A group of prominent Oklahomans have joined together to form a blue-ribbon, bipartisan Oklahoma Death Penalty Review Commission. The Commission will conduct what a press statement called “the first-ever independent, objective and thorough review of the state’s entire capital punishment system.”
“Oklahoma has an opportunity to lead the nation by being the first state to conduct extensive research on its entire death penalty process, beginning with an arrest that could lead to an execution,” said former Gov. Brad Henry, of Henry-Adams Companies, LLC, one of the group’s co-chairs.
“The Commission includes distinguished Oklahomans with differing views and perspectives on capital punishment who are donating their time to work together on a research-driven review,” he said.
Joining Gov. Henry as co-chairs are Reta Strubhar, a judge on the Oklahoma Court of Criminal Appeals (1993-2004) and an Assistant District Attorney of Canadian County (1982-1984); and Andy Lester, of the Spencer Fane law firm and a former U.S. Magistrate Judge for Western District of Oklahoma who served on President Ronald Reagan’s Transition team for the Equal Employment Opportunity Commission (1980-1981).
Members of the Commission have experience in a variety of aspects of the capital punishment system, including victim advocacy, policymaking, prosecution, defense, and judging. They also include leading lawyers, business leaders, and scholars.
In addition to the co-chairs, the members are Robert H. Alexander, Jr., of The Law Office of Robert H. Alexander, Jr.; Howard Barnett, President of OSU-Tulsa; Dean Andrew Coats, Dean Emeritus of OU College of Law; Dean Valerie Couch, Oklahoma City University School of Law; Maria Kolar, Assistant Professor of OU College of Law; Christy Sheppard, a victims’ advocate; Kris Steele, Director of The Education and Employment Ministry (TEEM) and former Speaker of the House; and Gena Timberman, founder of The Luksi Group.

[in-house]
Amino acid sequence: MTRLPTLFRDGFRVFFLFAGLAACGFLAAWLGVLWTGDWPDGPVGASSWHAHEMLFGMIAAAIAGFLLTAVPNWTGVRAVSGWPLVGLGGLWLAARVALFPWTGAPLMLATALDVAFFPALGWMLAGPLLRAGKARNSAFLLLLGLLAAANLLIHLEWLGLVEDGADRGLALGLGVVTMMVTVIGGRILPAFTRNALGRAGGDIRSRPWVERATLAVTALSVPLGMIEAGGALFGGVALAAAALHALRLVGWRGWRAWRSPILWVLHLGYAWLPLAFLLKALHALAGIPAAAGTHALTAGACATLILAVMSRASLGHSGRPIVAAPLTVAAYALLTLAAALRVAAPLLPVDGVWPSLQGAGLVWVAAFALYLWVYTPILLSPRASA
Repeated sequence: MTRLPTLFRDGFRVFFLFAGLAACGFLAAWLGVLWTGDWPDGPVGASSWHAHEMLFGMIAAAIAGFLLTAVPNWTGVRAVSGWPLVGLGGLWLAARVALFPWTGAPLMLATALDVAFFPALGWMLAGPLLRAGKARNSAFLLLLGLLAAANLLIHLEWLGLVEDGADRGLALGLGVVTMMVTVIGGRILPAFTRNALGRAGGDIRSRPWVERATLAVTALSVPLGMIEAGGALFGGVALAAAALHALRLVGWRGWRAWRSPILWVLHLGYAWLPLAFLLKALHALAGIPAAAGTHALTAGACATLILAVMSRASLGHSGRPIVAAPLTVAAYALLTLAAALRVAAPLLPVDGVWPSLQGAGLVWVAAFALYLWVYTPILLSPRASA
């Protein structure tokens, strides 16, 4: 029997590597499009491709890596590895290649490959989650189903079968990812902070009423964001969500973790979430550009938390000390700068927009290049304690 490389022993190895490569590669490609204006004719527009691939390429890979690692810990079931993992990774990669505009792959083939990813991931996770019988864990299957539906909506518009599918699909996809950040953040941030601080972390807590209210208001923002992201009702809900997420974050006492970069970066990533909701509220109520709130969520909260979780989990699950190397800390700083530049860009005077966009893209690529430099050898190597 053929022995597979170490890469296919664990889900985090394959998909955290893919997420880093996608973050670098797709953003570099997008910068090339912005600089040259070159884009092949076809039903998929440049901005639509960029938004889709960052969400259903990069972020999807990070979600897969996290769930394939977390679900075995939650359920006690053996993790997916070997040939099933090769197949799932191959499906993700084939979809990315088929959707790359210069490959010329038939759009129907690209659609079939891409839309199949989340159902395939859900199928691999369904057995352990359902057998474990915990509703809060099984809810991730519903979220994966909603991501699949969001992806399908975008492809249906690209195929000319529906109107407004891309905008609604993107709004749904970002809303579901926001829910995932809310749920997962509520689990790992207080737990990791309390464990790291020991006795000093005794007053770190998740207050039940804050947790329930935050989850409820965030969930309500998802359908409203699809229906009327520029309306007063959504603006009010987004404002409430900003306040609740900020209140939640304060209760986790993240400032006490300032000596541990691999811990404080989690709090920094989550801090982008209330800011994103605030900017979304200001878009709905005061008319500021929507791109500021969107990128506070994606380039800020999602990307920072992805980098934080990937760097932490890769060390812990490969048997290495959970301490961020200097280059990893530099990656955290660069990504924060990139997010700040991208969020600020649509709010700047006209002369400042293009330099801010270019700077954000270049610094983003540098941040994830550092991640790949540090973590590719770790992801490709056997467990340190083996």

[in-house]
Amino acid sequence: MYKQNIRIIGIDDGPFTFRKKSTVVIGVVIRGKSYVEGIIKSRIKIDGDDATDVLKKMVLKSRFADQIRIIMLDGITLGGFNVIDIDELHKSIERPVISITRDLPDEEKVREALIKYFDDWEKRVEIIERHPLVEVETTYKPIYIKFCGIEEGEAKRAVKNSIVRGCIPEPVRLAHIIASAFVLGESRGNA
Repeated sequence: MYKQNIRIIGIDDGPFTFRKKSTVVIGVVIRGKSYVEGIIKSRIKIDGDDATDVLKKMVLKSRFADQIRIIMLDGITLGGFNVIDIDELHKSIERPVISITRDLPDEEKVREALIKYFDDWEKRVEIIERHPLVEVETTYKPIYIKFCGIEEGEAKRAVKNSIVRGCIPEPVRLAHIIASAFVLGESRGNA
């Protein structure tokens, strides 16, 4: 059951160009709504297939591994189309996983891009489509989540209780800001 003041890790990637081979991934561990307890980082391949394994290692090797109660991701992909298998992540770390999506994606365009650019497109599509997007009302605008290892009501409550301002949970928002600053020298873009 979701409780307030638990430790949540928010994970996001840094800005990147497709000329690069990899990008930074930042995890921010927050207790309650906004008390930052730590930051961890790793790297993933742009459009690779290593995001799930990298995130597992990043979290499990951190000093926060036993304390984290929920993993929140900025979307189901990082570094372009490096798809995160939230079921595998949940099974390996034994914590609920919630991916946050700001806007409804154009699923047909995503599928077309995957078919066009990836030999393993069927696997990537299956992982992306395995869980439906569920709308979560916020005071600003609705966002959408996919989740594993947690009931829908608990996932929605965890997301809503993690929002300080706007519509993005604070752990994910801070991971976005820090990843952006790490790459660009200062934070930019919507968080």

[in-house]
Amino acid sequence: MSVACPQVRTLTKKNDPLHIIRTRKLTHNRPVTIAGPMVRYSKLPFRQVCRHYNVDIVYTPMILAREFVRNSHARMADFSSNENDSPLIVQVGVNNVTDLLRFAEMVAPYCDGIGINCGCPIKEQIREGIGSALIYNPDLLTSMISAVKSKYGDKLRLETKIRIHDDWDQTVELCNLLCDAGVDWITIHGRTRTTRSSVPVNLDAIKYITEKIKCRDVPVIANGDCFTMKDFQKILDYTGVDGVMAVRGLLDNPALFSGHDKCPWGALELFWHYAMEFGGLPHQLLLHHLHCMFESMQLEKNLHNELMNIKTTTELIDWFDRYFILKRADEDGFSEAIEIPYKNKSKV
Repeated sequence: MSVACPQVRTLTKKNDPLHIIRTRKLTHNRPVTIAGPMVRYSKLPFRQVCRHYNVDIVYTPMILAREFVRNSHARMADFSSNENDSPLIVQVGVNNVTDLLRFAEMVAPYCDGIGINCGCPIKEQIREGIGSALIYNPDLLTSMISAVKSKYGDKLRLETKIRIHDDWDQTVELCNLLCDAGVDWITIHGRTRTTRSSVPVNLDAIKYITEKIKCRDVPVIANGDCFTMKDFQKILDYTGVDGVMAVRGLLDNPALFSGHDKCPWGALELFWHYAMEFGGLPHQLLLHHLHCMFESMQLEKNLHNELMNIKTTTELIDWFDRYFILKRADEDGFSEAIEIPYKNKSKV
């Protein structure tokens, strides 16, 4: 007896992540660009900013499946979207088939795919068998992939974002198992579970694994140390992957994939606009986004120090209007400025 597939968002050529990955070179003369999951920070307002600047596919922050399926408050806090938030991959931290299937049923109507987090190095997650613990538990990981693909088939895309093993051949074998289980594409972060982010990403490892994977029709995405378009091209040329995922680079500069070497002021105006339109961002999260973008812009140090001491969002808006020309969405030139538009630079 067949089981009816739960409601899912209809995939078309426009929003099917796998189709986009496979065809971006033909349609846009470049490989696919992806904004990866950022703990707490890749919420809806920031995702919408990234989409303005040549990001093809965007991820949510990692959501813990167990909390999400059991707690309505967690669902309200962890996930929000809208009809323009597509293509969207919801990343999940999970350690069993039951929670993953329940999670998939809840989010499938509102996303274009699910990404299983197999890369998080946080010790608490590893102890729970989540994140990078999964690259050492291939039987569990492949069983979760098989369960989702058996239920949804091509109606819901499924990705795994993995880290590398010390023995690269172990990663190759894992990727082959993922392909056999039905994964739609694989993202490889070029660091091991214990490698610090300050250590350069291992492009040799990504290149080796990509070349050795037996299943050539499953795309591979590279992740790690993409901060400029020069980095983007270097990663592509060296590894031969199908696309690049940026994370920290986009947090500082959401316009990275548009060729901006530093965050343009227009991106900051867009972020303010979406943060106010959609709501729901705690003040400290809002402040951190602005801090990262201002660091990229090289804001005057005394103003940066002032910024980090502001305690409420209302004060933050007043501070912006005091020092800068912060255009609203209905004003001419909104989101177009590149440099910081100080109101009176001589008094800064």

“Our goal is to provide a resource for Oklahomans to allow them to make informed judgments about our state’s capital punishment system that, we hope, will benefit both Oklahoma and the country as a whole,” said Henry.
Patrick B. McGuigan, editor and publisher of The City Sentinel newspaper, and founder of CapitolBeatOK.com, an online news organization, issued this statement in response to the news this afternoon:
“I applaud the establishment of a bipartisan group to study Oklahoma’s death penalty process. Qualified and distinguished people have agreed to study the process, which has been not only controversial, but divisive in recent years. There should be no more executions in our state until this group of citizens is finished with their vital work. The moratorium that has been in place for several months should stay in place. Oklahomans of all perspectives and philosophies will support the work of this group.”
According to a report by Cross, the group was formed by The Constitution Project, a national nonpartisan nonprofit group that provides public policy research. They approached Governor Henry about being one of the co-chairs of a research-based review of capital punishment in Oklahoma.
The commission is expected to issue a report early in 2017.
Monday evening, McGuigan added the following appeal to his original statement: “I pray for Governor Mary Fallin and all other statewide elected officials — and members of the Oklahoma Legislature in both political parties — to support the work of the Death Penalty Review Commission.
“After the events of the last two years and unresolved issues from troubles at the Oklahoma State Penitentiary and in the Department of Corrections, there should be no more state-sanctioned killings for the foreseeable future, if ever.
“In additions to concerns over failures in the drug protocols and other aspects of this process, there is not only doubt, but also unresolved questions — including witnesses never heard in a court of law — in the case of Richard Glossip. Justice demands deliberation and patience, now more than ever.”
McGuigan is the author of three books and editor of seven, most of them on legal policy issues, including Crime and Punishment in Modern America (1986).